The myth of competition and the free market.

Mathematically the free market is not a stable environment.  It quickly becomes an oligopoly and from there it's only a step or two to a monopoly.

The point is that whenever and to the extent that there is a free market, companies must become efficient to compete.

But free markets only exist when companies compete, when they agree to compete, when they cooperate to compete.  The bulk of any company's business is done on a cooperative basis and that cooperation underlies everything we do as a society.

Free markets cannot exist if companies cooperate.  This is why some forms of cooperation have to be made illegal in order to create a "free market" but companies in a competitive environment can still cooperate without an agreement, without even communicating with each other. To state that more plainly: there is no "free market" without government intervention.

As soon as a market has reached the oligopoly stage, there are entrenched players and at this point new players find it very difficult to impossible to enter the market.  An oligopoly company gets far more benefit from cooperating in the market than competing.  Even if there is no overt agreement to cooperate, oligopoly players will benefit more from cooperation than competition.  They will especially cooperate to lock new and potential competitors out of their markets.  They may compete in a desultory way with other oligopoly members but ultimately the oligopoly state benefits them more than competition.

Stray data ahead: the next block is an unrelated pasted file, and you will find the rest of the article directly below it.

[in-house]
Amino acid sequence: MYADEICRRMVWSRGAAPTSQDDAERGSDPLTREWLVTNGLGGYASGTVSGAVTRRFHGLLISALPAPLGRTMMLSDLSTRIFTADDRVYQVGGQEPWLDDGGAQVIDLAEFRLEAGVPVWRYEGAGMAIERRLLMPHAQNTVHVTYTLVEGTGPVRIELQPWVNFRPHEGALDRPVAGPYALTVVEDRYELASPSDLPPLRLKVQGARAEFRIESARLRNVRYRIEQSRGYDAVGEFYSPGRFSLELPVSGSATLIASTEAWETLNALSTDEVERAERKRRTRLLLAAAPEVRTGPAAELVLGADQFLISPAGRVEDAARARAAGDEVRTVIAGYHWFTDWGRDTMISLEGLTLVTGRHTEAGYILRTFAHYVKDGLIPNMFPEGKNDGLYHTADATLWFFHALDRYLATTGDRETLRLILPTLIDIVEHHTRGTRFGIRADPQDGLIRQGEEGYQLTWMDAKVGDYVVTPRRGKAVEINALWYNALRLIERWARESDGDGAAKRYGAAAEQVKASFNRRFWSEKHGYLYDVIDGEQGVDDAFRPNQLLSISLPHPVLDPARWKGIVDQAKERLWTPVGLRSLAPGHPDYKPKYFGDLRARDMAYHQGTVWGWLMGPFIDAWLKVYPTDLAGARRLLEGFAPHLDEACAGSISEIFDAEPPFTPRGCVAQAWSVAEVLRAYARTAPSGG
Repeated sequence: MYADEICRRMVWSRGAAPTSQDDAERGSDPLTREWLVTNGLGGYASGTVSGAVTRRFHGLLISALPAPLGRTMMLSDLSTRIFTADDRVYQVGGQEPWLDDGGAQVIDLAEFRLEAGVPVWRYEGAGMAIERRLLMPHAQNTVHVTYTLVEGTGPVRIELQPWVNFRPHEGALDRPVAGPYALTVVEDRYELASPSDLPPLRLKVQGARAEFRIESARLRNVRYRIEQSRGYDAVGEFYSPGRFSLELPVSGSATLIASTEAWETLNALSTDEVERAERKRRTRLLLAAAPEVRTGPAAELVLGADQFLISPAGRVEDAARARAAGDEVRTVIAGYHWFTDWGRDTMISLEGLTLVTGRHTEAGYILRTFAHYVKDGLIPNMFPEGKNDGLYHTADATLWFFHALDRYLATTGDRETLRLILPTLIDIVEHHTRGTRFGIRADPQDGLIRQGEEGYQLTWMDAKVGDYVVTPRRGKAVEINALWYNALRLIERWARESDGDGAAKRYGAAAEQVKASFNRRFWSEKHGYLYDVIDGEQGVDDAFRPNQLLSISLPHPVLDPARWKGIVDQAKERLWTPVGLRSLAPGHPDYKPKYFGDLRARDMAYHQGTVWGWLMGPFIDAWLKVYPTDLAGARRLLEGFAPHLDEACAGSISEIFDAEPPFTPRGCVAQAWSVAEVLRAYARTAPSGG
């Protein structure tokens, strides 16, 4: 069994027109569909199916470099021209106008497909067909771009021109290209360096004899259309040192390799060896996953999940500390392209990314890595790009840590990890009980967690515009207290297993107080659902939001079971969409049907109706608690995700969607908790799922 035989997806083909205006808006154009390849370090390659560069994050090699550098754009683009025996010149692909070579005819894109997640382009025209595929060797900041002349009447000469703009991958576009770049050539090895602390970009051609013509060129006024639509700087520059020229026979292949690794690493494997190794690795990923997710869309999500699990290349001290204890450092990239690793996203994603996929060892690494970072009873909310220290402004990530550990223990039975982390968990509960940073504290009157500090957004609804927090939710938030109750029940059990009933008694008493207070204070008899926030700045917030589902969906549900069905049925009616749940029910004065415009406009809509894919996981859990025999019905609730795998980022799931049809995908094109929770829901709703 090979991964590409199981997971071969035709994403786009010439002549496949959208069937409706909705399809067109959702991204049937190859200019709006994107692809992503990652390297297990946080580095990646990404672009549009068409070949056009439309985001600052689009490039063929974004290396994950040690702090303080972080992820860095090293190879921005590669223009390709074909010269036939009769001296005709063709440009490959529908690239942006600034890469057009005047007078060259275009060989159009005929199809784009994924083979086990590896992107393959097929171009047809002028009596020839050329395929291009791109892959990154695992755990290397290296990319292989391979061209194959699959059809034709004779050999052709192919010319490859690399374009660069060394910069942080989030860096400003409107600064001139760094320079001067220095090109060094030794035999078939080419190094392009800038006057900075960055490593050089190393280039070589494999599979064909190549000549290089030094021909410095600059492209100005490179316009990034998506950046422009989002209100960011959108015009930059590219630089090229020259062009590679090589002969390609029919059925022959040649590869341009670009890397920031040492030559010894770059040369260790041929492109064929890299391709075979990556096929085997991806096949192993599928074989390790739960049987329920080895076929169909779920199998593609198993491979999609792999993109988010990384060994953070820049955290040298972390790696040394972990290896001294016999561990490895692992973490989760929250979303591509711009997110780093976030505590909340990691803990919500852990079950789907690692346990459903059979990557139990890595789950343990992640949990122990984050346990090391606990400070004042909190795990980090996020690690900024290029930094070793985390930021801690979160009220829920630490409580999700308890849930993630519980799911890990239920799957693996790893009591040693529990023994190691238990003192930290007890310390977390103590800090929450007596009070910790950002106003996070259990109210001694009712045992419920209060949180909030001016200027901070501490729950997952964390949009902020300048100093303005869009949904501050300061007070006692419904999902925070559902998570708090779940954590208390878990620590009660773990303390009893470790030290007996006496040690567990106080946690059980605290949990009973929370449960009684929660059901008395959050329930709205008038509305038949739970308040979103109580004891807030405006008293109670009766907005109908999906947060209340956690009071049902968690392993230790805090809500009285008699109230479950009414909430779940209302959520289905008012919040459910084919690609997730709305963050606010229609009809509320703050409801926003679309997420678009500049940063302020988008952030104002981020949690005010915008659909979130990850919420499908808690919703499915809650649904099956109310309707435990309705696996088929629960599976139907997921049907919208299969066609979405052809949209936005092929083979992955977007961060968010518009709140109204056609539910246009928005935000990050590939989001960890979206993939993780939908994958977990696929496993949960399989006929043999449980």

It is the oligopoly companies that are always extolling the virtues of the free market.

The primary enemy, the primary competitor of a company is competition itself.  Without competition companies don't have to be efficient, they can live off the fat of a monopoly or oligarchy.  There is no transparency.  Companies will always fight hardest to not have to compete.   Not having to compete is a massive benefit for them.

Companies in a free market, when it occurs and to the extent it occurs, will compete and will try to end that competition.  Competition will gradually go away for various reasons, because companies go bankrupt, give up in that market,  get bought out or merge and as the major players in a market get bigger, the market becomes an oligopoly and finally a monopoly and competition ceases.  Legislation can lengthen this process, that is can help maintain competition for longer, but cannot really stop it.  As the companies get large enough and rich enough they will lobby governments to change the rules to their benefit or they will go transnational and be out of the reach of governments or apply pressure in other ways.

When companies lobby for changes in law they will always site "the free market" and this is nearly always an indicator of an oligopoly.

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